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Saturday, March 08, 2008

Events Coil: March 15-May 16

As far as we know, all events we list are open functions; but some may be limited to women or to adults. Please check the websites for group policies. If no country is given, the event is in the USA. All times are local. Links to events lasting more than 1 day are bolded. When listing events for the same date, we have tried to list those occurring first, taking into account time zone differences. If there is a difference between our listings and the listings on the web page linked to, assume their web page is correct, as it may have changed since we listed from it. The next Events Coil is planned for early to mid-April and will include events listed here that haven't yet happened, plus new events through early June. If you have an event you want listed in future Events Coils, please leave info a comment. See the end of this Coil for what info we need for listings.

March 15, 2 p.m. Spring Equinox Celebration with local council of Covenant of the Goddess; 8 p.m. "Sacred Serpent Power"; Goddess Temple of Orange County, Irvine CA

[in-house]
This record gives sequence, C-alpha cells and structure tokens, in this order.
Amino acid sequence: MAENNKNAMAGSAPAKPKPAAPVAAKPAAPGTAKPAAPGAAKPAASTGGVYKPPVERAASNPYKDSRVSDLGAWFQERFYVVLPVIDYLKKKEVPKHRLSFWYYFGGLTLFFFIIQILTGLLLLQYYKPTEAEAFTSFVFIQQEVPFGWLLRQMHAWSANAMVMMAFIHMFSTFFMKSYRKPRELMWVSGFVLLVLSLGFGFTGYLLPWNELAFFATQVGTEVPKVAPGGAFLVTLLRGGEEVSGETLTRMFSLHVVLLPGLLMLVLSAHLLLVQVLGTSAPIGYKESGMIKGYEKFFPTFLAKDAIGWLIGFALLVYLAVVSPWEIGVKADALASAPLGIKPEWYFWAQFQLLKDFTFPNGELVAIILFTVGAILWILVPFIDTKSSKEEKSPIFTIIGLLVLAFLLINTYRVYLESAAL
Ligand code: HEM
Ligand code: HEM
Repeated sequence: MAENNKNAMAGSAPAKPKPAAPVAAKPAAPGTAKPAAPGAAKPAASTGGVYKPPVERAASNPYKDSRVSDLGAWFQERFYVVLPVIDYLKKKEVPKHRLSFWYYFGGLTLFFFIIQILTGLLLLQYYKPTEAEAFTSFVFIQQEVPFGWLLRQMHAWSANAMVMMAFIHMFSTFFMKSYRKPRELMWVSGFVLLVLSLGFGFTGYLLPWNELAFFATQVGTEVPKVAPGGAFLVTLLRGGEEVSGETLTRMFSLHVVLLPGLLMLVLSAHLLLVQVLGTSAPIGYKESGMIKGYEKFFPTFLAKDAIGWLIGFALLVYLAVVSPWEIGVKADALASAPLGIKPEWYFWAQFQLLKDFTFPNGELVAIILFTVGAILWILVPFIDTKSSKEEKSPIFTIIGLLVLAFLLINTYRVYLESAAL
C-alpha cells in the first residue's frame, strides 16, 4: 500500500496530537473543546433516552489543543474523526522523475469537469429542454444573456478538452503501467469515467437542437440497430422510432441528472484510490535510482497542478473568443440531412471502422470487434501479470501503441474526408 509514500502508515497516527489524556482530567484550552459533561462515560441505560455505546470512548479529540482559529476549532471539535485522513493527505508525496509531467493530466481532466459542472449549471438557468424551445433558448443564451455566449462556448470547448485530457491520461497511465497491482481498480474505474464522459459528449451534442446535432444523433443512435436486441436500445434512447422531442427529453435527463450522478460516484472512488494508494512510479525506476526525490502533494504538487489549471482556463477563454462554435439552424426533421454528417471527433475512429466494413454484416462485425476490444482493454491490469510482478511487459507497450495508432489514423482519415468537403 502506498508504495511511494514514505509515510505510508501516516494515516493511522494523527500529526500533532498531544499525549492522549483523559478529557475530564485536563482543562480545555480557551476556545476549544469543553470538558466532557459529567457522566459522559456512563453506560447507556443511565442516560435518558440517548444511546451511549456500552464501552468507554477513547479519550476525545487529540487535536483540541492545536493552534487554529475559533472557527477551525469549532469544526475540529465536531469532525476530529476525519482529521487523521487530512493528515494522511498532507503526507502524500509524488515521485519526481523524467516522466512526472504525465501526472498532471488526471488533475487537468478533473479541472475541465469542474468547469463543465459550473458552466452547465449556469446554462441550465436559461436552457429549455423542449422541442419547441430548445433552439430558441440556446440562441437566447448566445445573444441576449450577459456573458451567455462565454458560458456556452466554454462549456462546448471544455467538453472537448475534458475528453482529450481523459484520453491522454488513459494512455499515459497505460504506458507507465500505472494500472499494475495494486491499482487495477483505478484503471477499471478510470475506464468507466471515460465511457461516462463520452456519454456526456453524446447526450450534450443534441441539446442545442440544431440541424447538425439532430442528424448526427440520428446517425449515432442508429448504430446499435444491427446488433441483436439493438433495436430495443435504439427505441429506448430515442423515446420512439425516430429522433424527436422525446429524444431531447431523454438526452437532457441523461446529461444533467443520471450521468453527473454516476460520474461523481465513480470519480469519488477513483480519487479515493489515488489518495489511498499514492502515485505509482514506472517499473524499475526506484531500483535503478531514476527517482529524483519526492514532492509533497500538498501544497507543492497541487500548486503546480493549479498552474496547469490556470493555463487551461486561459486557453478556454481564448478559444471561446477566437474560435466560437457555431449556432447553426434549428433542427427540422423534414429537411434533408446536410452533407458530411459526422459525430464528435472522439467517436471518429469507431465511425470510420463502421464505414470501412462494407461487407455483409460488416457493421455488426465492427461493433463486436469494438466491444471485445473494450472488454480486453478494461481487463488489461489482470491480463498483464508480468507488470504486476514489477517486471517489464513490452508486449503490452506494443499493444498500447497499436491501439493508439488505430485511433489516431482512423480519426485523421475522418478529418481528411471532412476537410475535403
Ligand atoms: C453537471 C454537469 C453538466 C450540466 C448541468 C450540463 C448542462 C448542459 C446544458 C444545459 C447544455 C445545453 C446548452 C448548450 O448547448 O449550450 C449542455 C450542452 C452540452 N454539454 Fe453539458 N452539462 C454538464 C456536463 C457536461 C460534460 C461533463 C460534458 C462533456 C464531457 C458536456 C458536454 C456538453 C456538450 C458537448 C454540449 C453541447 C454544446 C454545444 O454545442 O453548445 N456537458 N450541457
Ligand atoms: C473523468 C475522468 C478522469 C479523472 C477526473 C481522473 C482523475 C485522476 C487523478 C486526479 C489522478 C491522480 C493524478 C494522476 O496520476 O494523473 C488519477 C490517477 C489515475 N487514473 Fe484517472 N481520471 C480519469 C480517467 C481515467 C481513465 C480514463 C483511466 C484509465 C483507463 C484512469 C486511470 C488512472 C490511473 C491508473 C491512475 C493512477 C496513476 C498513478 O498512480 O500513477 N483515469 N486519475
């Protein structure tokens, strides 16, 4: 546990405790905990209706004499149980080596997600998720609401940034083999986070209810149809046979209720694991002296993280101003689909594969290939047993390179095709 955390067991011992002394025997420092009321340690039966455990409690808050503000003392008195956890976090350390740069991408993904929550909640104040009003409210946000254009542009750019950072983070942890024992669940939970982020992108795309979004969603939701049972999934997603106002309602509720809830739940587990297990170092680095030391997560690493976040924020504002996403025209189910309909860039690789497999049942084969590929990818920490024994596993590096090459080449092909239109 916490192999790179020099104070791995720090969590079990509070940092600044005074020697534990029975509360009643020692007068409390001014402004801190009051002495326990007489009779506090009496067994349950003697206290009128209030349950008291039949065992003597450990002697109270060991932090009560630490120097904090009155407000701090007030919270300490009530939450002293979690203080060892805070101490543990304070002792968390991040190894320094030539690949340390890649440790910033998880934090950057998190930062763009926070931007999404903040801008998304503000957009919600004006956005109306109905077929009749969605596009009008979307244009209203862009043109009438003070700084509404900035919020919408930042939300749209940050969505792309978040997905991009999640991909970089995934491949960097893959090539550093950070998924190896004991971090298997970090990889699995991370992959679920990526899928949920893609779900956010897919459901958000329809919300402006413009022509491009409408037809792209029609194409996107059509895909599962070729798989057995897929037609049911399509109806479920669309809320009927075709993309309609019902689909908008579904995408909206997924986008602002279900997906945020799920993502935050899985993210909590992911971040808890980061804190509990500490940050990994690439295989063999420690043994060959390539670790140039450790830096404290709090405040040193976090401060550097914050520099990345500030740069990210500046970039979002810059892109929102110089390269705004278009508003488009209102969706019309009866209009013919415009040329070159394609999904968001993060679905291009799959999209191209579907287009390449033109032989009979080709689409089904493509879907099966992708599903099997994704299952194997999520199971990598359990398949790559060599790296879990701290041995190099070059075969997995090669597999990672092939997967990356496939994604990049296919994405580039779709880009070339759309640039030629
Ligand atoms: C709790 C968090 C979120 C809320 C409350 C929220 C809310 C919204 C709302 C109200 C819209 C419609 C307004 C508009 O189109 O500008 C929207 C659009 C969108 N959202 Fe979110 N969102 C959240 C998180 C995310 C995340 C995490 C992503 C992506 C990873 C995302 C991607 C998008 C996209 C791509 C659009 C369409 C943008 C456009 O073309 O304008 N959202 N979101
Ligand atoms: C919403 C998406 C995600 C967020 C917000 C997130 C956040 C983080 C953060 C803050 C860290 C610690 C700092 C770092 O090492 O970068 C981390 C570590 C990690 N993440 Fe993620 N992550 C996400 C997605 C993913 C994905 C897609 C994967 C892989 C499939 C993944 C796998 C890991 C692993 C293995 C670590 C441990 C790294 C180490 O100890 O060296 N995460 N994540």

March 16, 11 a.m. Service honoring Persephone, with guest priestess Nicki Scully; 2 p.m. "Shamanic Mysteries of Egypt," workshop with Nicki Skully, Goddess Temple of Orange County, Irvine CA

March 17, 7 p.m. "Priestesshoods of Divine Birth in Ancient Greece," with Marguerite Rigoglioso, Ph. D., Center for the Divine Feminine, Palo Alto CA

March 18, Spring Equinox, gather 6:30 p.m., ritual 7 p.m. Goddess Temple of Orange County, Irvine CA

March 18, 7:30 p.m. Celebrate Spring Equinox & Vila, Daughters of the Goddess (Dianic), San Francisco CA

March 20, 7:20 p.m. Spring Equinox Ceremony, Glastonbury Goddess Temple, Glastonbury ENGLAND

March 20-23, Sister Camp with Equinox Celebration, Camp Sister Spirit, Hattiesburg MS

March 21, 7-10 p.m. Full Moon Morgens Oracle, Glastonbury Goddess Temple, Glastonbury ENGLAND

March 21, 7 p.m. Spring Equinox Celebration, Women's Well Community, Concord, MA